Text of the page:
Chatsworth Farmyard is home to a number of the country’s rarest breeds of livestock and equines, including Suffolk Punch horses, Shire horses, Gloucestershire Old Spot pigs, Bagot goats and Cream Legbar chickens, with British Landrace pigs and Eriskay ponies due to join them soon.
The award comes just as the family-friendly farmyard and children’s adventure playground reopened this spring to visitors after several months closed in line with Covid restrictions. The garden is also open and the house will reopen on 18 May.
The farmyard at Chatsworth in Derbyshire has provided agricultural education and entertainment for almost half a century, and the estate has a longstanding connection with RBST. Duchess Deborah, mother of the current Duke of Devonshire, served as RBST President and the Cavendish family are valued ambassadors for native breed conservation.
RBST is the national charity that works to secure the future of rare breeds of native livestock and equines. Chatsworth Farmyard now becomes part of the 25-strong network of RBST accredited farm parks which take part in crucial conservation programmes, manage special breeding groups, and support education about rare breeds and why they matter.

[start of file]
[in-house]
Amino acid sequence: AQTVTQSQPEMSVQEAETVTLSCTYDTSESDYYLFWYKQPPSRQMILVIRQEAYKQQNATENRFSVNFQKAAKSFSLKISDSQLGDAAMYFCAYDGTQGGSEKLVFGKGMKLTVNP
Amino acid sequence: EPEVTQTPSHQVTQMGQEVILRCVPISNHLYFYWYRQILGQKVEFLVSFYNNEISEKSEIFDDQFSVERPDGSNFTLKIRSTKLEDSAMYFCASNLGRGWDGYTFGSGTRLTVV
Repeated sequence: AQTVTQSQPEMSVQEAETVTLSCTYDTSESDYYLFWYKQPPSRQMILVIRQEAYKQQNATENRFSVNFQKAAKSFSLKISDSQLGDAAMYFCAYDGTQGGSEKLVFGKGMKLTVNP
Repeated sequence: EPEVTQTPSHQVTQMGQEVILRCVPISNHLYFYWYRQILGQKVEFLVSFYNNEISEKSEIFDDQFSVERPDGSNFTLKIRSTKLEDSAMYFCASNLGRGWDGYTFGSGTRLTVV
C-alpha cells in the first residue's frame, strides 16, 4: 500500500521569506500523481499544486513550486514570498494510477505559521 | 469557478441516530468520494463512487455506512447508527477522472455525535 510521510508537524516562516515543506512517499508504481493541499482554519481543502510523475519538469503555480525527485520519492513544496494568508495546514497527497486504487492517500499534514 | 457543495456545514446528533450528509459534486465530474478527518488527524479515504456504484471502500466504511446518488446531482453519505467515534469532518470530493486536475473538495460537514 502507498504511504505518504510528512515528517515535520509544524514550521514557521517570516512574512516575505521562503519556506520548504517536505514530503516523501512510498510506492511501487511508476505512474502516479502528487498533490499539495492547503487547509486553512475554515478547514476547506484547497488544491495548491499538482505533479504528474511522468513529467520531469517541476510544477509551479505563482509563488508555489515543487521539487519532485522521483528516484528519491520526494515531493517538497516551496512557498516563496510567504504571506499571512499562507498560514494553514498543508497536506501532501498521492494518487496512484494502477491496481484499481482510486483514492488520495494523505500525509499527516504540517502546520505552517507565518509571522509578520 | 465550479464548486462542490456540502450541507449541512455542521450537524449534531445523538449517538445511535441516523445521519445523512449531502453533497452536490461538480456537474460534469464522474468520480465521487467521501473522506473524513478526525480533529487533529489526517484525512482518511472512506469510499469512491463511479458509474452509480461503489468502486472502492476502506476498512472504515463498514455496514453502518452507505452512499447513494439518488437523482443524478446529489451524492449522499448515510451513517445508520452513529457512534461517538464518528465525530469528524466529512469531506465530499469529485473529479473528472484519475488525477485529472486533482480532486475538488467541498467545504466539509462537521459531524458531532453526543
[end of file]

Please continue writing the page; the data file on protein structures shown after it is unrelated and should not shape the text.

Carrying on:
RBST Chief Executive Christopher Price: “Native breeds have an important place in a future for farming where sustainable production goes hand in hand with the natural environment, but they are also an irreplaceable part of our rural heritage. For centuries these animals ploughed our fields, took our soldiers to war and powered our wool industry, it would be devastating if they disappeared, and Chatsworth Farmyard has been doing crucial work to support the survival of some of our rarest native breeds. I am thrilled to welcome them to the network of RBST-accredited farm parks and I look forward to working with the team.”
Melissa Underwood, Chatsworth Farmyard Manager: “Since joining Chatsworth Farmyard in September 2020 we have been increasing the numbers of rare breeds kept here. One of my best moments has been to discover that the Albion breed of cattle originated here in Bakewell. They were an obvious choice for us to have here and we hope to use them in our milking demonstrations later in the year. We were lucky to be able to source our two females and look forward to welcoming their calves in the summer. I am passionate about rare breeds and their conservation and look forward to sharing our journey and exciting new breeding programmes with our visitors.”
To find out more about the Farmyard’s reopening and how to book tickets visit: www.chatsworth.org/farmyard-playground